Mike Knowler

 

Mike’s career started in 1969 in the Starlight Room at Southport’s Kingsway Casino. Resident DJ Baby Bob Stewart, about to start at Radio Luxembourg, had offered Mike his job out of the blue. Music policy at the Kingsway was rare soul and R ‘n’ B, which suited Mike’s record collection just fine. He was only 17, and he shared the spot with Ormskirk DJ Phil Sawyer.

Two years later, music policy at the Kingsway became more mainstream. Mike moved to a more intimate Southport venue, the Nest Club, owned by local bookie Alec Morris. At the time Mike had changed his musical allegiance to street funk. He was the first Southport DJ to play James Brown, Bobby Byrd and the JBs. Mike only lasted a few months at the Nest. Wages were meagre and he now had a wife to support.

In 1970 Mike met Dave Kay who, along with Jeff Hartley, ran a successful mobile disco road show. It was called “Radio Doom Good Guys”, and Mike wanted a piece of the action. Mike and Phil Sawyer started off at Radio Doom as Northern Soul dancers! Then Jeff quit, and Mike took over as DJ in 1972. The job at Radio Doom lasted six years.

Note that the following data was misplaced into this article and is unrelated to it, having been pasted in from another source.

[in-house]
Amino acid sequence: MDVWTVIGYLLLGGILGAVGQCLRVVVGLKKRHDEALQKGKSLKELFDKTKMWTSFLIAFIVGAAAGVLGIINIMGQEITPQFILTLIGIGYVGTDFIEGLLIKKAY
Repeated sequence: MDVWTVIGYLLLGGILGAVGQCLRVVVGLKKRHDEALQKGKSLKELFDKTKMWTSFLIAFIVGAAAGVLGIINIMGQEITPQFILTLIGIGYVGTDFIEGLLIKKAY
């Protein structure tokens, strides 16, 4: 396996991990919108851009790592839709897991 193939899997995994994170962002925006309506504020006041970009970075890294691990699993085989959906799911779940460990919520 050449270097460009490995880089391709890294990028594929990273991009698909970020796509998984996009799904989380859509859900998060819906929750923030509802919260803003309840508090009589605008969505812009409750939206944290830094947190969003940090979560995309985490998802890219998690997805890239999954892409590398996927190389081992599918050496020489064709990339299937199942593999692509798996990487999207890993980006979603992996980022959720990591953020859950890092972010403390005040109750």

In 1978 Mike joined Open Eye, a community communications and media project. He designed and built an eight-track recording studio, and established two record labels: Zoo Records and Open Eye Records. He was a pioneer of the new Merseybeat, working with bands like Big in Japan, Dead or Alive, OMD, the Teardrop Explodes and Echo & the Bunnymen. Both the studio and the record labels were a great hit locally. While at Open Eye Mike was studying for an HNC at Preston Poly. He became social secretary for the Students’ Union, and spent three years as a student DJ and events organiser. In 1981, with the HNC finished, Mike left Open Eye to study full-time at Liverpool University. Leaving Open Eye was a wrench, but he hadn’t had a hit record!